KILBOURNE, A.M., GOODRICH, D.E. & BAUER, M.S. 2010. Collaborative care for bipolar disorder. In: Yatham, L.N. & Maj, M., Bipolar disorder: Clinical and neurobiological foundations. West Sussex: Wiley-Blackwell.         [ Links ]

LAM, D., DONALDSON, C, BROWN, Y. & MALLIARIS, Y. 2005. Burden and marital and sexual satisfaction in the partners of bipolar patients. Bipolar Disorders, 7: 431-440.         [ Links ]

LAST, CG. 2009. When someone you love is bipolar: Help and support for you and your partner. New York: The Guilford Press.         [ Links ]

LEFLEY, H.P. 1987. Culture and mental illness: the family role. In: HATFIELD, A.B. & LEFLEY, HP. Families of the mentally ill. New York: The Guilford Press.         [ Links ]

MCELROY, EM. 1987. The beat of a different drummer. In: HATFIELD, A.B. & LEFLEY, HP. Families of the mentally ill. New York: The Guilford Press.         [ Links ]

MICHALAK, EE., MURRAY, G, YOUNG, AH. & LAM, R.W. 2010. Quality of life impairment in bipolar disorder. In: RITSNER, M.S. & AW AD, AG., Quality of life impairment in schizophrenia, mood and anxiety disorders - new perspectives on research and treatment. Amsterdam: Springer.         [ Links ]

MIKLOWITZ, D.J. 2011.The bipolar disorder survival guide: What you and your family need to know. 2nd ed. New York: Guilford Press.         [ Links ]

MIKLOWITZ, DJ & GOLDSTEIN, M.J. 1997 Bipolar disorder: A family-focused treatment approach. New York: Guilford Press.         [ Links ]

MOND1MORE, FM. 2006. Bipolar: A guide for patients and families. Maryland: The Johns Hopkins University Press.         [ Links ]

NATIONAL INSTITUTE OF MENTAL HEALTH USA.GOV (NIMH). 2010. Booklet on bipolar disorder. [Online] Available: (Accessed 2012/02/02).         [ Links ]

NIEUWENHUIS, J. 2007a. Qualitative research designs and data gathering techniques. In: K. MAREE (Ed.). First steps in research. Pretoria: Van Schaik Publishers.         [ Links ]

NIEUWENHUIS, J. 2007b. Analysing qualitative data. In: K. MAREE (ed) First steps in research. Pretoria: Van Schaik Publishers.         [ Links ]

OGILVIE, A.D., MORANT, N. & GOODWIN, G.M. 2005. The burden on informal caregivers of people with bipolar disorder. Bipolar Disorders, 7: 25-32.         [ Links ]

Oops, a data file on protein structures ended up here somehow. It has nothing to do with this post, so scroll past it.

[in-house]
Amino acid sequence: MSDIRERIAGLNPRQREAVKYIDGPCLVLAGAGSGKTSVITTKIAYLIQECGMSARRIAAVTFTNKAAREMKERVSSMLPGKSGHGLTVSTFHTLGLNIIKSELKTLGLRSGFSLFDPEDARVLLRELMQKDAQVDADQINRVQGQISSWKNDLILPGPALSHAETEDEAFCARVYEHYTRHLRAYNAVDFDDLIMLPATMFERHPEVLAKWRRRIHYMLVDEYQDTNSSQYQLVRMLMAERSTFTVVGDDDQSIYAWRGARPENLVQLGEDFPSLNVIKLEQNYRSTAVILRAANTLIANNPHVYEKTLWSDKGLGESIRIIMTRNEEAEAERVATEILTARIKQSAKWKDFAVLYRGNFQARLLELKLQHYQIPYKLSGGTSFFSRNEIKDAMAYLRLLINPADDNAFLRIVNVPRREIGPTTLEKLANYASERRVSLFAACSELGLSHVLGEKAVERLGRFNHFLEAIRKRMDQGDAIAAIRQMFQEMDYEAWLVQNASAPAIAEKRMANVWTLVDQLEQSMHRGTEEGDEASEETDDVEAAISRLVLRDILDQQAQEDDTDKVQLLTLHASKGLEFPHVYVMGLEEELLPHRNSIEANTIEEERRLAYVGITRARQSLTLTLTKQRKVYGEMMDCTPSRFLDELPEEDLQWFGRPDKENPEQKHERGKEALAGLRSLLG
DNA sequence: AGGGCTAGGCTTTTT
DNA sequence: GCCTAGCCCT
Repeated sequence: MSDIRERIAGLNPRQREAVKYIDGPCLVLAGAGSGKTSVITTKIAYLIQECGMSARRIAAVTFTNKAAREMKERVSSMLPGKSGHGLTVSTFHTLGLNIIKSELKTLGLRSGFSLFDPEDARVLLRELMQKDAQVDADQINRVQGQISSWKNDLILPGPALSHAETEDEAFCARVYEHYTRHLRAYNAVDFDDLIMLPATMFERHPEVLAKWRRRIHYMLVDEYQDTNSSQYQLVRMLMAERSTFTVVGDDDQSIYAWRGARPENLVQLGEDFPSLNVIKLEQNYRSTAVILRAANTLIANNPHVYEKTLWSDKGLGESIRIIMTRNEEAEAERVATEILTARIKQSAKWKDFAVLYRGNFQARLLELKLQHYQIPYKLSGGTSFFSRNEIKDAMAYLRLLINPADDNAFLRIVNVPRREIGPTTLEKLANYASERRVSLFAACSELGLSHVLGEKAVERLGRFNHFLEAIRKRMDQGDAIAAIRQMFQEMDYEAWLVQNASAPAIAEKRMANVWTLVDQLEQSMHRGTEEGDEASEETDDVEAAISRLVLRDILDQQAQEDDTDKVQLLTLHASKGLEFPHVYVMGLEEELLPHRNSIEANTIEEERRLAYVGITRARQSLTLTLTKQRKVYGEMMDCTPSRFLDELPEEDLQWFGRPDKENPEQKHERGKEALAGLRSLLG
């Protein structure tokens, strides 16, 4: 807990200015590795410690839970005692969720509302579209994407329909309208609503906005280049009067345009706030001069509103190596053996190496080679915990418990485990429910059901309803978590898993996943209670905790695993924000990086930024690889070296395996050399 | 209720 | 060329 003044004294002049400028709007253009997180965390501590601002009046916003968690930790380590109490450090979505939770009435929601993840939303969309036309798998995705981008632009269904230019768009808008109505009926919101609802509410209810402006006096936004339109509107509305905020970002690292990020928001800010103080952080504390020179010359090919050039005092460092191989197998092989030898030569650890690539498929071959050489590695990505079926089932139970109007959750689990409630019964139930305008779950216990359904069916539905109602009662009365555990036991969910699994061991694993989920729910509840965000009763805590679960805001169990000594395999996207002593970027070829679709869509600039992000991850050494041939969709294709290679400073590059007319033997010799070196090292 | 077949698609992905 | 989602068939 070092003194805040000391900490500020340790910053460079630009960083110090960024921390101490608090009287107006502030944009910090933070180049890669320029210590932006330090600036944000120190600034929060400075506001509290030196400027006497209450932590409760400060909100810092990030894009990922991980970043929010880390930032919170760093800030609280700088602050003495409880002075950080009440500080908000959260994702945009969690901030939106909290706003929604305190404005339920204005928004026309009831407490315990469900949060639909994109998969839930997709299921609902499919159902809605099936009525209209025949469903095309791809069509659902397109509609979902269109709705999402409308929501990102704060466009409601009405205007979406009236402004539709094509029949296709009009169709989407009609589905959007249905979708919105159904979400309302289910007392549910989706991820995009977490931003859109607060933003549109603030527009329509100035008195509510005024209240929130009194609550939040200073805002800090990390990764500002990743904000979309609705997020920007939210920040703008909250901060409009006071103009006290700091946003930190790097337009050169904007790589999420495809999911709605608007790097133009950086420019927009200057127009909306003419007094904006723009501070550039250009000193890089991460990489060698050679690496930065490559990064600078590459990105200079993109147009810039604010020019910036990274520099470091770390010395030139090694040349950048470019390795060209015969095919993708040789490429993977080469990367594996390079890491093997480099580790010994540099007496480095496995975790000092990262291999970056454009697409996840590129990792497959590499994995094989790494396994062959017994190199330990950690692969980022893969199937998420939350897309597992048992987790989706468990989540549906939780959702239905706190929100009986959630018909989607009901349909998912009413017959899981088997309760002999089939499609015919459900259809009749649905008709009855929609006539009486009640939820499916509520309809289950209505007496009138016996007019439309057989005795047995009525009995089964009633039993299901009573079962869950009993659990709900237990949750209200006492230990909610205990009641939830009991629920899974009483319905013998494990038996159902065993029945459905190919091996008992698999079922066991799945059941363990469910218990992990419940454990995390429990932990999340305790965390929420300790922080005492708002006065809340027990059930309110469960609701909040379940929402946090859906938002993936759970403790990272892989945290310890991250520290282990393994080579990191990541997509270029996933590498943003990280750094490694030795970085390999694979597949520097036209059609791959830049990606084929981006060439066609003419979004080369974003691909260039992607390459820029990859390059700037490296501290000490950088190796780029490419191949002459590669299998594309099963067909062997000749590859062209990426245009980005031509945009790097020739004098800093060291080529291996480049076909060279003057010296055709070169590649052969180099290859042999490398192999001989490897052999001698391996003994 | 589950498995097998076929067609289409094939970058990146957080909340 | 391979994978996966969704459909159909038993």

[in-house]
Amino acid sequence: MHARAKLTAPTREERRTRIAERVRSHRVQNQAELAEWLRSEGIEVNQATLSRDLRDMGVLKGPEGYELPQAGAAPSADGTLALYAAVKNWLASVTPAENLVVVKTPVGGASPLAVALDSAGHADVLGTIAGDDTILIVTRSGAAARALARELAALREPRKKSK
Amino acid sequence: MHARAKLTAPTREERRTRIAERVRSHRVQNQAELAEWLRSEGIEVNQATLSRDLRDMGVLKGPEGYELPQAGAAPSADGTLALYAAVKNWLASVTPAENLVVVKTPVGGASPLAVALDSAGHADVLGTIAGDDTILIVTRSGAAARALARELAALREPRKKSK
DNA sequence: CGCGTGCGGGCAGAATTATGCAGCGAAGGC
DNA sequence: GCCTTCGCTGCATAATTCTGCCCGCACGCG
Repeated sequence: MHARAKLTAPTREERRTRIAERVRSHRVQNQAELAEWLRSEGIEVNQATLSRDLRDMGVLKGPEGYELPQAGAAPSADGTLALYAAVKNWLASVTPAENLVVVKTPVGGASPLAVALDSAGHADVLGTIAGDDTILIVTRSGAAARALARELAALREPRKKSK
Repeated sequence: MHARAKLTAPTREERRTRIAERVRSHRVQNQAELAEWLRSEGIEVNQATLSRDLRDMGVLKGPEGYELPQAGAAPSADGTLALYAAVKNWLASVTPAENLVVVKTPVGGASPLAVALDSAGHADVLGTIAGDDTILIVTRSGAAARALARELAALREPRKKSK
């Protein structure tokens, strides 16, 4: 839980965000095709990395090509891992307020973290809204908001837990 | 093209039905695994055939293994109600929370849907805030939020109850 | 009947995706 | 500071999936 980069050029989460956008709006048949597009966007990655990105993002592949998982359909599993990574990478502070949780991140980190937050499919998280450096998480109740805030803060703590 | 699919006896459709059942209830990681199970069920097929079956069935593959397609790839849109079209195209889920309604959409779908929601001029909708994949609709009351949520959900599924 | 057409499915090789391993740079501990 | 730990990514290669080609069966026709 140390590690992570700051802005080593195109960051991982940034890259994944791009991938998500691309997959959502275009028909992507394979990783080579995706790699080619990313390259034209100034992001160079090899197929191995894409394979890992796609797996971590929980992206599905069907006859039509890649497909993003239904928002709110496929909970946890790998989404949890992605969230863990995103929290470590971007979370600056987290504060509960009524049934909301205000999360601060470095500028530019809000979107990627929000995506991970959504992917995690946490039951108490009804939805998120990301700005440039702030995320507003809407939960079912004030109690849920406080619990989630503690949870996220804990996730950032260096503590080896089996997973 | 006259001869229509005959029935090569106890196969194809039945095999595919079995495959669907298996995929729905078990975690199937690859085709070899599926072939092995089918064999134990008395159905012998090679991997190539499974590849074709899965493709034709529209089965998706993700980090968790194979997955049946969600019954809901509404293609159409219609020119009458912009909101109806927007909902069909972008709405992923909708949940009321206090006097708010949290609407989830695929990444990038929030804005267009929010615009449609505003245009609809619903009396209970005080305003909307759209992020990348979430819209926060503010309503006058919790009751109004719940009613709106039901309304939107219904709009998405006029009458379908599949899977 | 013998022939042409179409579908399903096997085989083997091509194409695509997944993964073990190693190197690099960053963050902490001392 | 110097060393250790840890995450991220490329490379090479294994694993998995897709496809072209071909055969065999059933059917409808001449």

OSTACHER, M.J., NIERENBERG, A.A., LOSIFESCU, D.V., EIDELMAN, P., LUND, H.G., AMETRANO, RM., KACYNSKI, R., CALABRESE, J., MIKLOWITZ, D.J., SACHS, GS. & PERLICK, D.A. 2008. Correlates of subjective and objective burden among caregivers of patients with bipolar disorder. Acta Psychiatrica Scandinavica, 118: 49-56.         [ Links ]

PARKER, G. & KETTER, TA. 2010. Management of bipolar II disorder. In: YATHAM, L.N. & MAJ, M., Bipolar disorder: Clinical and neurobiological foundations. West Sussex: Wiley -Blackwell.         [ Links ]

PERLICK, DA., ROSENHECK, RA., CLARKFN, J.F., MACIEJEWSKI, PK, SIREY, J., STRUENTNG, E. & LINK, B.G. 2004. Impact of family burden and affective response on clinical outcome among patients with bipolar disorder. Psychiatric Services, 55 (9): 1029-1035.         [ Links ]

SCHURPNK, W., FOUCHÉ, C.B. & DE VOS, A.S. 2011. Qualitative data analysis and interpretation. In: AS. DE VOS, (ed) STRYDOM, H, FOUCHÉ, C.B. & DELPORT, C.S.L. Research at grass roots for the social sciences and human science professions. 4th ed. Pretoria: Van Schaik Publishers.         [ Links ]

SMITH, H. 2007. Social interventions. In: BAUMANN, SE., Primary health care psychiatry: A practical guide for southern Africa. Cape Town: Juta.         [ Links ]

STRYDOM, H. 2011. Ethical aspects of research in the social sciences and human service professions. In: A S. DE VOS (ed) STRYDOM, H, FOUCHÉ, C.B. & DELPORT, C.S.L. Research at grass roots for the social sciences and human science professions. 4th ed. Pretoria: Van Schaik Publishers.         [ Links ]

SURDUT, A.B. 1998. Social Interventions. In: BAUMANN, S. E. Psychiatry and primary health care: A practical guide for health care workers in Southern Africa. Cape Town: Juta & Co, Ltd.         [ Links ]

TAYLOR, E. H. 2006. Atlas of bipolar disorders. United Kingdom: Thomson Publishing Services.         [ Links ]

TERKELSEN, KG. 1987a. The meaning of mental Illness to the family. In: HATFIELD, A.B. & LEFLEY, HP. Families of the mentally ill. New York: Guilford Press        [ Links ]

TERKELSEN, K.G. 1987b. The evolution of family responses to mental illness through time. In: HATFIELD, A.B. & LEFLEY, HP. Families of the mentally ill. New York: Guilford Press.         [ Links ]

VAN DER VOORT, T.Y.G., GOOSSENS, P.J.J. & VAN DER Β DL, J.J. 2007. Burden, coping and needs for support of caregivers for patients with a bipolar disorder: A systematic review. Journal of Psychiatric and Mental Health Nursing, 14: 679-687        [ Links ]

VIETA, E. 2009. Managing bipolar disorder in clinical practice. 2nded. London: Current Medicine Group Ltd.         [ Links ]

WEBBER, M. 2010. The evidence base for psychosocial mental health practice. In: WEBBER, M. & NATHAN, J. Reflective practice in mental health: Advanced psychosocial practice with children, adolescents and adults. London: Jessica Kingsley Publishers.         [ Links ]

Creative Commons License All the contents of this journal, except where otherwise noted, is licensed under a Creative Commons Attribution License